Ryan Summerlin January 27, 2007
A push on Capitol Hill to lower the age requirement for hunting big game in Utah has gained momentum.
House Bill 67 received praise from lawmakers who say hunting is a much better activity for youth to participate in than video games or watching television.
But minors currently can’t hunt big game like deer until they are 14 years old.
Utah is one of the only states in the West where you must be older the 12 to hunt big game, says Rep. Curt Oda, R-Clearfield, the bill’s sponsor.
Cracking down on teen drivers
A bill recommended by a House legislative committee this week would prohibit people under the age of 18 from operating cellular phones while they drive.
Infractions would reportedly rack up points with insurance companies and carry fines of $25.
Driving while talking on a cellular phone can be as dangerous as driving while intoxicated, claims the sponsor of House Bill 217, Rep. Kory Holdaway, a Republican from Taylorsville.
Passage of the legislation would mean the infraction would become a secondary offense meaning teenagers must commit a primary offense and could not be pulled over for only using a cellular phone.
Bad driver bill is dead
A lawmaker who represents eastern Summit County wants people to be able to anonymously report dangerous drivers to the state.
The Senate, however, this week rejected Senate Bill 84, sponsored by state Sen. Allen Christensen, R-North Ogden, who represents residents in Henefer, Coalville, Oakley and Kamas.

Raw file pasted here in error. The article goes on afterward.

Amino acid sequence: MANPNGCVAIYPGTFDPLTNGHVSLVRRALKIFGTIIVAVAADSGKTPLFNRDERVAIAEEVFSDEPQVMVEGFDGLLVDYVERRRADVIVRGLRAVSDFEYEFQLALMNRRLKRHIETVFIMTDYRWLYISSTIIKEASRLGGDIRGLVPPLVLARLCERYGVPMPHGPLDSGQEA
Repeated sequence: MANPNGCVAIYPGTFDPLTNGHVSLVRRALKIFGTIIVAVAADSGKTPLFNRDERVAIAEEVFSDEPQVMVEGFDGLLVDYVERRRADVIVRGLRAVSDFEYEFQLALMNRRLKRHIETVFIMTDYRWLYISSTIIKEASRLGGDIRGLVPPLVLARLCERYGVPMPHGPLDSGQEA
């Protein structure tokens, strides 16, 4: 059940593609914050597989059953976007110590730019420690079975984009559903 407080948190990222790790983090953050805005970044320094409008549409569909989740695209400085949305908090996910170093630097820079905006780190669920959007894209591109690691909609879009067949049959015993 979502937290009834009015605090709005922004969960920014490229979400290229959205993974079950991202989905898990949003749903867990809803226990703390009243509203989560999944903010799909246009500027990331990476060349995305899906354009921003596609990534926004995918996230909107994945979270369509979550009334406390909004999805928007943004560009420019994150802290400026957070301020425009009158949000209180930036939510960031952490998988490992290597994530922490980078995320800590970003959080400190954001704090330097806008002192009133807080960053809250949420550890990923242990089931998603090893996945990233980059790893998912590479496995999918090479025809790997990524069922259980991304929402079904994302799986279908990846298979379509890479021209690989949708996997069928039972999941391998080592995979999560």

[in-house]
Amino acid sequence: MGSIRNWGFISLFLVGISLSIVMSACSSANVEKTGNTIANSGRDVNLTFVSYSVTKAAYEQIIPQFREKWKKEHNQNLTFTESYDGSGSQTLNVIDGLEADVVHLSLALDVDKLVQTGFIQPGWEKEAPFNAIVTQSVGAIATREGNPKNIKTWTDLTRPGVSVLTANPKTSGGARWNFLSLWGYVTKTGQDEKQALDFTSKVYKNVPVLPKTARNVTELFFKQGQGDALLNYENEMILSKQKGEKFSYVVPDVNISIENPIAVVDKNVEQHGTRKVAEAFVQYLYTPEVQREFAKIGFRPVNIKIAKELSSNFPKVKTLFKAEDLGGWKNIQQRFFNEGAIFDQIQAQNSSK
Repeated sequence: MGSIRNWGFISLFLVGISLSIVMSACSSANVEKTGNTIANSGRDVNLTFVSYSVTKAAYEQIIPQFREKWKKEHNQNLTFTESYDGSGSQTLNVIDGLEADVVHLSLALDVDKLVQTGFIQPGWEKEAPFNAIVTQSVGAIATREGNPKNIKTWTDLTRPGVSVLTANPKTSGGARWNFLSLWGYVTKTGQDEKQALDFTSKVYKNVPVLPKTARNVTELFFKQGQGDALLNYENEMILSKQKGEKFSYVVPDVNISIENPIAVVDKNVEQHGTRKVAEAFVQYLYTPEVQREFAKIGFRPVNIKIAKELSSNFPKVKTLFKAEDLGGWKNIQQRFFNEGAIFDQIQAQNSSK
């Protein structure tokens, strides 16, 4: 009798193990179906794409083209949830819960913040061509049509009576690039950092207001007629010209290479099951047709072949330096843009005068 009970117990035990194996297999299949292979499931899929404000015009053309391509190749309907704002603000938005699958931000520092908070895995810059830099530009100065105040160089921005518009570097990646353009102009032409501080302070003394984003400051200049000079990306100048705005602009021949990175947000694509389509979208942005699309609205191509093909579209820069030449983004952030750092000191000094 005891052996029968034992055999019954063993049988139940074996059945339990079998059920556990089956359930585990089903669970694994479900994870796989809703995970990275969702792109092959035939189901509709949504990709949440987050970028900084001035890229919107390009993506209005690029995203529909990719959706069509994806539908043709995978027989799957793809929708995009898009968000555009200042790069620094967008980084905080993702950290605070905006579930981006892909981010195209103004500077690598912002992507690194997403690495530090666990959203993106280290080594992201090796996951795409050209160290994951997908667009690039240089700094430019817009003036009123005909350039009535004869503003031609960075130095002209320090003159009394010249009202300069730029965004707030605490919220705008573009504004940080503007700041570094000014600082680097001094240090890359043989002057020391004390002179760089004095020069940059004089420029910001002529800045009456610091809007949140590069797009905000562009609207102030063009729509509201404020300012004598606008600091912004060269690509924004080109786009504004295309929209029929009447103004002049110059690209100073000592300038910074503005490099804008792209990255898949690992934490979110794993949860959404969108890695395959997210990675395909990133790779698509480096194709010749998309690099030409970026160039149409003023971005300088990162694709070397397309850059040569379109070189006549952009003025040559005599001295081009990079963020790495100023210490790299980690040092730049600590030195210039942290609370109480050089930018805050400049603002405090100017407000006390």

With a vote of 10 to 18 the bill went down.
Christensen wanted people to be able to anonymously report bad drivers to state driver license officials. Current law reportedly requires the state to release names of those who file such complaints.
Don’t eat and drive?
Among a slew of changes to Utah’s traffic laws proposed by Sen. Scott Jenkins, R-Plain City, is making lawbreakers out of those who commit a road offense while eating, smoking, drinking, operating a cellular phone, attending to a passenger, searching for an item or engaging in personal hygiene behind the wheel.
Senate Bill 17 would mean those drivers could receive an extra citation if pulled over.
And no smoking behind the wheel?
When a child under the age of 5 is inside a vehicle, smoking in the car would be illegal if the Legislature passes Senate Bill 43, sponsored by Sen. Scott McCoy, D-Salt Lake City.
This week the Senate Health and Human Services Committee advanced the legislation to the floor of the Senate for debate.
The secondary infraction would mean drivers must commit a primary offense before they could be pulled over and cited fro smoking in the presence of a child. The maximum fine is $45.
Some shopliftings would become felonies
A bill poised to pass the full Legislature after sailing through the House would allow those who commit mass shoplifting offenses to face felony charges.
House Bill 4 targets organized theft rings, according to its sponsor, Rep. Paul Ray. R-Clearfield.
That type of organized crime occurs at businesses in the Snyderville Basin, said Summit County Sheriff Dave Edmunds, who supports HB4.
"We see numerous cases where that would be applicable We’ve had a lot of those up here," Summit County Sheriff Dave Edmunds said about suspects deputies have arrested who stole large quantities of clothing from stores at the Tanger Outlet Center. "It has a lot to do with Summit County."